Turkey Leg


The click of the machine pumping morphine into Grandpa’s arm is consistent. In contrast, his breathing is ragged, and every so often he lets out a pained moan that comes from low in the throat and sounds like a death rattle. We’ve heard it at least a dozen times now but it still makes me jump a little. This is what we’ve been doing. We sit silently, all of us in gowns and gloves, like some kind of familial Haz-Mat team, watching his chest rise and fall. We hold our own breath every time his chest collapses and exchange glances, wondering if it’s his last exhale.

Still, amid the clicking and whirring and moaning and nurses chatting just outside the door, my mind is singularly focused. The only thing I can think right now, is about turkey legs. Yes, turkey legs. The huge ones you get at theme parks or renaissance fairs. They’re big, greasy, and browned to perfection. They usually come in a foil bag—the same kind that you get from the bakery when you’re too tired to really cook and pre-buttered garlic bread calls your name. The turkey legs are easily big enough for two or three people, but hell, we came all this way didn’t we? We’ll each get one! I’m thinking about turkey legs because my grandpa’s arms used to remind me of them.

He’s always been a muscular bear of a man. Short, yes, but nothing about him small. His arms would always show from the elbow down, tanned from mowing the lawn on a riding mower or taking a drive out to some back woods road only he knew about to watch white tail deer come and go. They were freckled by the sun and covered in wispy, nearly imperceptible hairs. And the skin was always wrapped so tautly over his huge muscles. They looked just like those turkey legs.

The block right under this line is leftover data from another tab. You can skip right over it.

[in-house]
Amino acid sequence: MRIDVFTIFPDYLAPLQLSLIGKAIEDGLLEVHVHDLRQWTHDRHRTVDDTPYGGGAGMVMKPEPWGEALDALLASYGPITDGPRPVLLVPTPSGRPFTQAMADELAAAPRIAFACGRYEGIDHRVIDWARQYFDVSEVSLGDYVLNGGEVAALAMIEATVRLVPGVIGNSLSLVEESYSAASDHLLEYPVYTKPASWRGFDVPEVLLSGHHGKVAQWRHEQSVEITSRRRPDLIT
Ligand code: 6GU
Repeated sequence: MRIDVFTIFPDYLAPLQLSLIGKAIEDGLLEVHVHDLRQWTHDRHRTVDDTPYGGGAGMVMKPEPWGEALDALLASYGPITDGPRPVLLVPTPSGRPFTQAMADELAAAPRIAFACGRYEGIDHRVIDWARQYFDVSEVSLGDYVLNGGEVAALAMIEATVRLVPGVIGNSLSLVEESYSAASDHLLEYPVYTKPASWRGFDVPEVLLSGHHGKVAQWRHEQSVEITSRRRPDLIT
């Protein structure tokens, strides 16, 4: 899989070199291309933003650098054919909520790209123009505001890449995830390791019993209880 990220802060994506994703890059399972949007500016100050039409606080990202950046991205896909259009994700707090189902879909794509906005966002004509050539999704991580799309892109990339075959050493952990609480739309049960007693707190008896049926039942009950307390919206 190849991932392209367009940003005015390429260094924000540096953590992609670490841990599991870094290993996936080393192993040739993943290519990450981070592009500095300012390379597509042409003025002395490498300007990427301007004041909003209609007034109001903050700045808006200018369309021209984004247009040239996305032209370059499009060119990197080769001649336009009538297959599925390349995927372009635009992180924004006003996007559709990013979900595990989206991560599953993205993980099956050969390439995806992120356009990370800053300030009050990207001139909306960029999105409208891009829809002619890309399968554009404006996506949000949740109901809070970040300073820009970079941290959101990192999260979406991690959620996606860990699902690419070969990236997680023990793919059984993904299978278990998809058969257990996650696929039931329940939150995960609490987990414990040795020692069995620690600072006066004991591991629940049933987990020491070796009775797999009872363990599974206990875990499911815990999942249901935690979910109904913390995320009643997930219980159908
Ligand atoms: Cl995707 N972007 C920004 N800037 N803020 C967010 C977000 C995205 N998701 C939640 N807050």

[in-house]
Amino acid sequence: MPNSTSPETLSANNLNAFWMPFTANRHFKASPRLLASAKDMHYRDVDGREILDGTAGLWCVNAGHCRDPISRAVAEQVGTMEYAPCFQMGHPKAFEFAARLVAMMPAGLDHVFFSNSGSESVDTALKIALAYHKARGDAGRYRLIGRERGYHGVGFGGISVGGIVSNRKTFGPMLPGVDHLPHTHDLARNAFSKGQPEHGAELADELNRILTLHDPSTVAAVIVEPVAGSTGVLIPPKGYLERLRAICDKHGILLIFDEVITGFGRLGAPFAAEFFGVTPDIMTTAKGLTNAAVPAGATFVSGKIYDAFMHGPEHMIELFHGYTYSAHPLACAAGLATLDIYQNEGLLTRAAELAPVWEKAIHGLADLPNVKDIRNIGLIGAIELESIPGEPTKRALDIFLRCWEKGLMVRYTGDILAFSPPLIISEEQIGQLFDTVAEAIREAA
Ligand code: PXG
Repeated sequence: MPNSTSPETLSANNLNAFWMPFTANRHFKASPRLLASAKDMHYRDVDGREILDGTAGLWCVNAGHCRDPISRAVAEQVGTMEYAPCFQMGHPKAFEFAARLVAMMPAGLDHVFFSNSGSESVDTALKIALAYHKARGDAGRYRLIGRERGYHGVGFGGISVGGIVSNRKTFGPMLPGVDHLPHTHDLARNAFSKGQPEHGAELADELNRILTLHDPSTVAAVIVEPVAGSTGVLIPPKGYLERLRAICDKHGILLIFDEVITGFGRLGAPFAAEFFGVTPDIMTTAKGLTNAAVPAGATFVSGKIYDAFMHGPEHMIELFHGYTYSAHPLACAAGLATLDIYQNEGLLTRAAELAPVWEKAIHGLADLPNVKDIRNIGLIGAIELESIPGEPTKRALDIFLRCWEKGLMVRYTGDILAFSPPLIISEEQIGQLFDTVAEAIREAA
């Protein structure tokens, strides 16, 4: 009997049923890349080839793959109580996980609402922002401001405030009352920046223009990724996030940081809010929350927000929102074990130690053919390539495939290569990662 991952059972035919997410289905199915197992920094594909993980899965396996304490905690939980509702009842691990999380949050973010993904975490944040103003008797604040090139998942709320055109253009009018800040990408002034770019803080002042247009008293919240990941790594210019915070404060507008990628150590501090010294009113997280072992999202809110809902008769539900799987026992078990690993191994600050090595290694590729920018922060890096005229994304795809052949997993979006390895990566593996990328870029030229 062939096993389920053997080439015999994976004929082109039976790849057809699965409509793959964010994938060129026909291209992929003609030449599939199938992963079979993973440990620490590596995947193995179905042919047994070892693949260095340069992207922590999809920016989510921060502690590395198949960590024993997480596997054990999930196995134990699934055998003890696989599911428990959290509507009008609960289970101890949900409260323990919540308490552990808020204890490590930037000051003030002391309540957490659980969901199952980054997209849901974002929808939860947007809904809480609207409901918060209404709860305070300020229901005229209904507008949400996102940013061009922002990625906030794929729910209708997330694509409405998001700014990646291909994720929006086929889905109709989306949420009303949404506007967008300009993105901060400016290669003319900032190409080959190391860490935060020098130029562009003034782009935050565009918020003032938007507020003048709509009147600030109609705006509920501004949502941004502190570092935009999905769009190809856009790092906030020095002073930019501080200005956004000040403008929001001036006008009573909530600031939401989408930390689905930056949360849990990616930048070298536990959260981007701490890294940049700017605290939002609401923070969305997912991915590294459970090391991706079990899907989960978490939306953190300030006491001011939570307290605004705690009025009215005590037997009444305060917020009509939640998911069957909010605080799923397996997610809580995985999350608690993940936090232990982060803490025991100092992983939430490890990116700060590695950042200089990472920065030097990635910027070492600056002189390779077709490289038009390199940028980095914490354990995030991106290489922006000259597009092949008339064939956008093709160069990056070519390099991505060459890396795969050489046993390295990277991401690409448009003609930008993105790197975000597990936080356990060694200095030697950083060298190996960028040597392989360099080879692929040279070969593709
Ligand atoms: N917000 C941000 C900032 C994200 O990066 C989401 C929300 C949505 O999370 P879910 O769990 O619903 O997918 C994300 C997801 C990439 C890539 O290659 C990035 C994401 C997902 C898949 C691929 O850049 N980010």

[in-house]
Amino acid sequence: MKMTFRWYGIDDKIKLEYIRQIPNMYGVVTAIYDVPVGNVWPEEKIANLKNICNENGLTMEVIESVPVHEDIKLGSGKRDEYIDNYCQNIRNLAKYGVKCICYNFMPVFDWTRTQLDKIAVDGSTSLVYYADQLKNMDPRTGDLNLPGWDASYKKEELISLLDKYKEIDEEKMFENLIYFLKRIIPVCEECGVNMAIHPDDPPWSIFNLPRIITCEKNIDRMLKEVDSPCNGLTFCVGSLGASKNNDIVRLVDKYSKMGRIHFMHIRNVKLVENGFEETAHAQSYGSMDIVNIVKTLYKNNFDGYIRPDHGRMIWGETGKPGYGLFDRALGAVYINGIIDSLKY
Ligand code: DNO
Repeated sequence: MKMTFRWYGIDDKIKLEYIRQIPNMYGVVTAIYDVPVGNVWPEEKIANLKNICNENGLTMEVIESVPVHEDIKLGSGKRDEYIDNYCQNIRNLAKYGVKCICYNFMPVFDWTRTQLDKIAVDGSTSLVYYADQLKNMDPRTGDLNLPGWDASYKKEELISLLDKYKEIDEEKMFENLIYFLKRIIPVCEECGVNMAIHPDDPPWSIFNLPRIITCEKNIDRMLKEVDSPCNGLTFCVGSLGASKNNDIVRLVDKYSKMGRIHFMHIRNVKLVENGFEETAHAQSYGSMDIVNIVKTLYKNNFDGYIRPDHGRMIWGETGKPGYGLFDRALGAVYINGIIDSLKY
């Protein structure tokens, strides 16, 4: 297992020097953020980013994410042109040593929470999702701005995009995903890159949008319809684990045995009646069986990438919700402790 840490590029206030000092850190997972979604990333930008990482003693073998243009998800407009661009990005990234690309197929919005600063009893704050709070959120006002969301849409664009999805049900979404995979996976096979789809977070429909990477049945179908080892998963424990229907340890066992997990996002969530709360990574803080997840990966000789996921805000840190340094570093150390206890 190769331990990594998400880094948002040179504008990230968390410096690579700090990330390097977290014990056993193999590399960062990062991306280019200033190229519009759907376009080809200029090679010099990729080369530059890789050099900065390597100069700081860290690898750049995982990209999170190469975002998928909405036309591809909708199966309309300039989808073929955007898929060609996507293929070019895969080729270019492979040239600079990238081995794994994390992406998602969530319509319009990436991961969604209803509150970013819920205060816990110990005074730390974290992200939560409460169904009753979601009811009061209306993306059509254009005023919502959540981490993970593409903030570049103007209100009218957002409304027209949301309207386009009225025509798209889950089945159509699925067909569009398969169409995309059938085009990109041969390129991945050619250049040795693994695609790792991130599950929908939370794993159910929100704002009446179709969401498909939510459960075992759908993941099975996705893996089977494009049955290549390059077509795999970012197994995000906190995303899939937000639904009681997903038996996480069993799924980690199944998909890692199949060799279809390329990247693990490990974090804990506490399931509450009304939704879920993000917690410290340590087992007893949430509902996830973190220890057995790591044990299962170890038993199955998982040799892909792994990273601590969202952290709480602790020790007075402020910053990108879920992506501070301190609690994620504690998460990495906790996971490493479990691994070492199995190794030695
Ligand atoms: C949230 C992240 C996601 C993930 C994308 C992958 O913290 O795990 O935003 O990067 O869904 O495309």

Now though, I don’t recognize these arms. They aren’t turkey legs. They’re chicken legs. They’re small and cold and the skin is far too loose. He’s been indoors for the better part of a month so they’ve lost their color as well. These look like boiled chicken legs that have been set out on a paper towel, puckered by water. They aren’t right.

When everyone has left the room to stretch their legs, get coffee, go to the bathroom, I stay behind. I pull a chair up close to him and watch him for a while. I watch his arms. His chicken legs. Though we’re not supposed to, I remove my glove and rub the loose remains of muscle gently as if the skin-to-skin contact might bring color and plumpness back to them. Like they might inflate like a pool toy, happy and bright again.

They don’t.

After a while, I cover his arm up with a blanket. I whisper to him, “That’s okay. You just get warm. Get better and you’ll be able to come home for Thanksgiving.” I rest my head gently on his chest and listen to his heartbeat. “I’ll make all your favorites and you can just sit in your recliner and watch the game. Deal?” But his ragged breath is the only reply.




In the coming days I stop promising candied yams and sweet smells. I stop promising whatever ball game is on TV. I don’t say that I’ll cut my hair short like he prefers instead of letting it hang like a mop. I don’t tell him that I’ll move home, right upstairs if he wants. Instead, I start making a different kind of promise. I promise him that if he’ll let go, if he’ll just slip away, it will be okay. I promise him that dying will be good for him. That he won’t be scared and alone but filled up, whole and blissful. I promise that when my family leaves the room and I stay with him, he can just let it all fall away. All the noises and pain. I promise that if he lets it, death will be as nourishing and warm in his body as a giant turkey leg.

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